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11 posts tagged with herge.
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Fodder for your Amazon wishlist

Windsor McCay was one of the first superstars of the American comics strip, a pioneer in both cartooning and animation, massively prolific. All of his work is in the public domain, but where to start? Over at Robot 6, Chris Mautner provides the lowdown in the first installment of a new series of Comics College, "a monthly feature where we provide an introductory guide to some of the medium’s most important auteurs and offer our best educated suggestions on how to become familiar with their body of work". [more inside]
posted by MartinWisse on Mar 6, 2013 - 26 comments

Spielberg's adventures of Hergé

Everything you always wanted to know about The Adventures of Tintin
posted by Artw on Feb 3, 2013 - 25 comments

Cor!

Shining Examples of European Comic Book Covers
posted by infini on May 4, 2012 - 34 comments

Clear lines

On the afterlife of Tintin. Via 3 AM.
posted by latkes on Jan 1, 2012 - 20 comments

Nadim Damluji, Tintinologist

Hello! My name is Nadim Damluji and I am an aspiring Tintinologist. Nadim Damluji received a Thomas J. Watson Fellowship, and just finished a year of blogging and retracing Tintin's steps in Belgium, France, Egypt, United Arab Emirates, Taiwan and China to study Hergé's famous series as a form of Orientalism. [more inside]
posted by Corduroy on Oct 21, 2011 - 14 comments

In and Out of History: Tintin and Hergé

"To really write for children, you have to think like a child. And to read a children’s book, you probably have to let go of grown-up reasoning. These thoughts occurred to me as I read two newly-translated books about Tintin and his creator, Georges Remi, better known to the world as Hergé. (The pen name is composed of Remi’s initials backwards, pronounced as in French.) There is much to be learned from these studies and others by “Tintinologists”—about Hergé, about the “world” of Tintin, even about twentieth-century politics. But as I read Pierre Assouline’s well-written biography of Hergé and Jean-Marie Apostolidès’s erudite study of the Tintin books, a version of the question we Jews love to ask kept coming to mind: Are they good for Tintin?" A review of The Metamorphoses of Tintin or Tintin for Adults by Jean-Marie Apostolides and Herge: The Man Who Created Tintin by Pierre Assouline at The New Republic.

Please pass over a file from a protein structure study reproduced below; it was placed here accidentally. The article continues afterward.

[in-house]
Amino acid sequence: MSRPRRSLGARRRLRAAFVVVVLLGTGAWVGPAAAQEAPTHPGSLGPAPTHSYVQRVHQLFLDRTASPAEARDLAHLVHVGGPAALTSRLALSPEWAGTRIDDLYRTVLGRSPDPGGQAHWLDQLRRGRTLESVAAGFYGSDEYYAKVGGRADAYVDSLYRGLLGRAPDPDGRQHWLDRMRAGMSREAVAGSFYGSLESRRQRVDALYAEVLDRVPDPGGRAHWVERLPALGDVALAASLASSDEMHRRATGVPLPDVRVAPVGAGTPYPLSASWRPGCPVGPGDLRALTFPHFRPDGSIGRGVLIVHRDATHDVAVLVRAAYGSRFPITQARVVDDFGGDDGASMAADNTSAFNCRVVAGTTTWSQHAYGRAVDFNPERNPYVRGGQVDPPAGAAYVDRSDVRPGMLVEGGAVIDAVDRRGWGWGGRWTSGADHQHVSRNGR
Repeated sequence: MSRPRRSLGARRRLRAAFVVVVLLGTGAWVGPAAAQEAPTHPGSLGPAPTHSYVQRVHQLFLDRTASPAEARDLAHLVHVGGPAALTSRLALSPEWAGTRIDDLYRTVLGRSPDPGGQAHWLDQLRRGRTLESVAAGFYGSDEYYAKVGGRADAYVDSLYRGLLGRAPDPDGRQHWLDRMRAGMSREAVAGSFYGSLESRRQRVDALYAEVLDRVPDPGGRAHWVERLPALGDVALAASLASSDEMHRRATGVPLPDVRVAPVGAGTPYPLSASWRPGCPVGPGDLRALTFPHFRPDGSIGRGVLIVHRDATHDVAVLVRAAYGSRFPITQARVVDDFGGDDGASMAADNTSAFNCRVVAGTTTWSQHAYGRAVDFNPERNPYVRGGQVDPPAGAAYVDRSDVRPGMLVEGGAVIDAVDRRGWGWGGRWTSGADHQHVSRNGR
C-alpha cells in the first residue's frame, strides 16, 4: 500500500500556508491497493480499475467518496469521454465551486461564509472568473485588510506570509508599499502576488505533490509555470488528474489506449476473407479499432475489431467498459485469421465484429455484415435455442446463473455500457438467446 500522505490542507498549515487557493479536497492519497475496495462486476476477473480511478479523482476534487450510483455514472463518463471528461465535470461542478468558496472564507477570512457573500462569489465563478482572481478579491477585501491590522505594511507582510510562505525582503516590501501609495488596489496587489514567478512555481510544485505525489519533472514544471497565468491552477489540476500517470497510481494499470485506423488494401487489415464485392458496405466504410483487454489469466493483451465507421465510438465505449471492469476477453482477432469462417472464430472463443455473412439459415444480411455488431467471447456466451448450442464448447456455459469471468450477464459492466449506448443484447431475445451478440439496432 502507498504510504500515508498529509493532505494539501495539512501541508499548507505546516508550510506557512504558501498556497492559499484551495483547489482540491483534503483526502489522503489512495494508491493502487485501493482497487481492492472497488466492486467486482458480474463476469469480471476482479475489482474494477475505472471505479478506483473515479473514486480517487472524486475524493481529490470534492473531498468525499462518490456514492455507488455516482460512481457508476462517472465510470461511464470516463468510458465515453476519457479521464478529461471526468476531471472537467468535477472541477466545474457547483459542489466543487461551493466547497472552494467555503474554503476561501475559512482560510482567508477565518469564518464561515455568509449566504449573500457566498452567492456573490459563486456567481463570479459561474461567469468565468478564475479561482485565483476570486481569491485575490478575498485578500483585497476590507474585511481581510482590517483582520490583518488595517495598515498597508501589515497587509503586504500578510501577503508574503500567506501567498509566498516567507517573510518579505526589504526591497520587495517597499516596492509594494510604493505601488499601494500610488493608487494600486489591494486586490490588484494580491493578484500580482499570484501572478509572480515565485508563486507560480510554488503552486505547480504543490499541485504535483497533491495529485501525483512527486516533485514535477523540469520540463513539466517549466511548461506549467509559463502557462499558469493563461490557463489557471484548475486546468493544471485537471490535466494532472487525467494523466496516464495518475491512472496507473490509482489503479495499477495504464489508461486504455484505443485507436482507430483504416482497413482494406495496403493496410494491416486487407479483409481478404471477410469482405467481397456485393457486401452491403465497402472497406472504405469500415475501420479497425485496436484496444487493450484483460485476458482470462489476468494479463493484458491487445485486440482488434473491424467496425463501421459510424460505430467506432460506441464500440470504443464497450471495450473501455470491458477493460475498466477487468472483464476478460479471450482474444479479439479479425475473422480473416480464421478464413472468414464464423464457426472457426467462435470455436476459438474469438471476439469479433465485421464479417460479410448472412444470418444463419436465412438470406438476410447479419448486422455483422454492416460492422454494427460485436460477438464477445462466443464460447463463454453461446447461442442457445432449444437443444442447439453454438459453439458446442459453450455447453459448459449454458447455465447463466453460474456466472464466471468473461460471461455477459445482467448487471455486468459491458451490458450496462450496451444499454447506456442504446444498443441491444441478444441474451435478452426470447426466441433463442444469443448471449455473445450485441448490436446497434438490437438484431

posted by ocherdraco on Feb 4, 2010 - 17 comments

Keeping us safe from racist literature

The Brooklyn Public Library reshelves a children's book—behind locked steel doors
posted by Toekneesan on Aug 20, 2009 - 78 comments

The Adventures of Tintin

Travels of a Boy Reporter - Track Tintin's travels across the globe. Click on the map to find out more about the locations or books they appear in.
posted by Artw on May 22, 2009 - 23 comments

But do you pronounce it "Tan Tan"?

Happy Birthday Tintin, whatever your sexuality! (maybe you're just confused)
posted by Artw on Jan 11, 2009 - 79 comments

Blistering barnacles!

But is it art? Apparently so - A page of original Tintin artwork by Belgian artist Hergé becomes part of the Pompidou Centre's permanent collection of Modern Art, the first comics artwork to do so despite Frances vibrant comics culture.
posted by Artw on May 22, 2008 - 18 comments

I'm f*cking Tintin, I am.

Yeah, you better walk away before you get a couple of fucking slaps! You know who I am? I'm fucking Tintin, mate, alright?
posted by slimepuppy on Jun 13, 2007 - 31 comments

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